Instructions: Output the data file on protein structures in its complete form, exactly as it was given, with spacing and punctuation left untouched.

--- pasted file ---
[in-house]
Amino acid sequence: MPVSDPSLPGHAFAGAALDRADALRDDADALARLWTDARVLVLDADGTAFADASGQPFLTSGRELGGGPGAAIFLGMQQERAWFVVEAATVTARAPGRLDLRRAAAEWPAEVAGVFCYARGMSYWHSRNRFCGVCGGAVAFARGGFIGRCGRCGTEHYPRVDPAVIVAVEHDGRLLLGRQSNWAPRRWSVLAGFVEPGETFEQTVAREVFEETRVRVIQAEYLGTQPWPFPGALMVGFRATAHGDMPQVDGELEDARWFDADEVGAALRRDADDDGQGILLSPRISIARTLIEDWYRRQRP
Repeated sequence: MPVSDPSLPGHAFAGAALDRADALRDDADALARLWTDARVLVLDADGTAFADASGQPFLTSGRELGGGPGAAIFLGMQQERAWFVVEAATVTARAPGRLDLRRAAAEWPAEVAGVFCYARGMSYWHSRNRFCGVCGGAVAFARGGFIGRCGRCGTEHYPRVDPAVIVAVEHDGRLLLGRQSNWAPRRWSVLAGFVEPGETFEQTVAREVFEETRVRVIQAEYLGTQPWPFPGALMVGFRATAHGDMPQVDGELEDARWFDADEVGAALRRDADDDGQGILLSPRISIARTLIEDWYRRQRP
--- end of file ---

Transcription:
[in-house]
Amino acid sequence: MPVSDPSLPGHAFAGAALDRADALRDDADALARLWTDARVLVLDADGTAFADASGQPFLTSGRELGGGPGAAIFLGMQQERAWFVVEAATVTARAPGRLDLRRAAAEWPAEVAGVFCYARGMSYWHSRNRFCGVCGGAVAFARGGFIGRCGRCGTEHYPRVDPAVIVAVEHDGRLLLGRQSNWAPRRWSVLAGFVEPGETFEQTVAREVFEETRVRVIQAEYLGTQPWPFPGALMVGFRATAHGDMPQVDGELEDARWFDADEVGAALRRDADDDGQGILLSPRISIARTLIEDWYRRQRP
Repeated sequence: MPVSDPSLPGHAFAGAALDRADALRDDADALARLWTDARVLVLDADGTAFADASGQPFLTSGRELGGGPGAAIFLGMQQERAWFVVEAATVTARAPGRLDLRRAAAEWPAEVAGVFCYARGMSYWHSRNRFCGVCGGAVAFARGGFIGRCGRCGTEHYPRVDPAVIVAVEHDGRLLLGRQSNWAPRRWSVLAGFVEPGETFEQTVAREVFEETRVRVIQAEYLGTQPWPFPGALMVGFRATAHGDMPQVDGELEDARWFDADEVGAALRRDADDDGQGILLSPRISIARTLIEDWYRRQRP